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Friday, 28 September, 2001, 16:14 GMT 17:14 UK
South African gays win adoption battle
Gay beauty contest finalists
Gay beauty contests were first held in 1999
A court in South Africa has ordered changes to the law to allow gay and lesbian couples to adopt children, as the country prepares to mark Gay Pride Day on Saturday.

Before the ruling at the Johannesburg High Court, homosexuals could only adopt children as individuals.


There's no real difference except kids in homosexual families tend to be more tolerant

Suzanne du Toit
The judgement was made following an application by a lesbian woman, Anna Marie de Vos, a lesbian with two adopted children.

But the Childcare and Guardian Acts, prevented her partner of 14 years, Suzanne du Toit, from co-adopting the children.

To be confirmed

In an interview with BBC's Focus on Africa programme, Ms du Toit said the judgement has to be confirmed by South Africa's Constitutional Court, the highest in the country.

But she believes it "should be a formality".

She denied that kids brought up in gay families were more likely to be gay, arguing that if this were true, those in heterosexual families would not become gay.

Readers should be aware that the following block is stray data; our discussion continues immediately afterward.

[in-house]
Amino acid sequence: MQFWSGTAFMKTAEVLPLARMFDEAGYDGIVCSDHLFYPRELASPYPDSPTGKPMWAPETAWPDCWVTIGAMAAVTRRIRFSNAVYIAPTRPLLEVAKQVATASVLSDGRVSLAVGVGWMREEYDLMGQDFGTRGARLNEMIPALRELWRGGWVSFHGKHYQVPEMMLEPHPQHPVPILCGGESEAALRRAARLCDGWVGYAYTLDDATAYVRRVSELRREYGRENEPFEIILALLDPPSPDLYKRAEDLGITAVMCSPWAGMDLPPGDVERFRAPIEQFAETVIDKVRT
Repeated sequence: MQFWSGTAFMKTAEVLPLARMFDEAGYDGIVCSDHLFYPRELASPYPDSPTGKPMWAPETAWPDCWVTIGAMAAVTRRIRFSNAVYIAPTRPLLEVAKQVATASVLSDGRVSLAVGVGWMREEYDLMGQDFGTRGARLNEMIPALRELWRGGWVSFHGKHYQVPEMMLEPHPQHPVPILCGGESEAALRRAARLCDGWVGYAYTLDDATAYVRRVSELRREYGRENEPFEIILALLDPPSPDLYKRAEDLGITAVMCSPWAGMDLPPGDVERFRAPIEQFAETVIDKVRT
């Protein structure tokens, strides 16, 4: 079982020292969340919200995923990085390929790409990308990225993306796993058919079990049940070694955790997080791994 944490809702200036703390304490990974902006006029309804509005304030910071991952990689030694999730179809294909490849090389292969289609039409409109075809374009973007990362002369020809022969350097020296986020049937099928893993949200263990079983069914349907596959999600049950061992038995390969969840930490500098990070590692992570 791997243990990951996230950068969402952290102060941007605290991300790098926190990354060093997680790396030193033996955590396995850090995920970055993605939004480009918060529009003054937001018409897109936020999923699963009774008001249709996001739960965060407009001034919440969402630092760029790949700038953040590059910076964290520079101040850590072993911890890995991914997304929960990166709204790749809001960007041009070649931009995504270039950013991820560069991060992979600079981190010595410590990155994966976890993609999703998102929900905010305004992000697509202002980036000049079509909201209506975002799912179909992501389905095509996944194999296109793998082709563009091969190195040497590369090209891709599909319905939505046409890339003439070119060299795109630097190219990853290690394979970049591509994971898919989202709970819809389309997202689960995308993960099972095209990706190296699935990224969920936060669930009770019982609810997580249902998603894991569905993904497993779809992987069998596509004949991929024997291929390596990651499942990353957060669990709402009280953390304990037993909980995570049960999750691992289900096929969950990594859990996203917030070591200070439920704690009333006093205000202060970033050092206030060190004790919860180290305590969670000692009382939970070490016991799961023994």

Berna Lee
Teacher Berna Lee was a contestant in the beauty contest

"There's no real difference except kids in homosexual families tend to be more tolerant," she said.

South Africa's post apartheid constitution guarantees respect for homosexual rights, unlike in many African countries.

In 1998, courts ruled illegal an attempt by the police medical insurance scheme to refuse medical cover to the partner of a homosexual officer.

Mostly white

A year later a judgement declared that gay foreign partners of South African nationals should be given the same residency rights as spouses.

Also in 1999, South Africa held its first gay beauty contest in the face of protest from the country's Christian conservative lobby.

The Gay Pride Day has been celebrated in South Africa for several years and on Saturday huge crowds are expected to join in the march in Johannesburg city centre.

The BBC's Barnaby Phillips in Johannesburg says that despite the recent legal victories, gays still encounter prejudice and hostility.

He says that homosexuals find it even harder to be accepted by the majority black population and the march is likely to be mostly white.

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 ON THIS STORY
Suzanne du Toit
"There's no real difference except kids in homosexual families tend to be more tolerant"
See also:

31 Jan 99 | Africa
Gay rights win in South Africa
23 Oct 99 | From Our Own Correspondent
Fighting for gay rights in Zimbabwe
03 Nov 99 | Africa
Gay doctor flees Uganda
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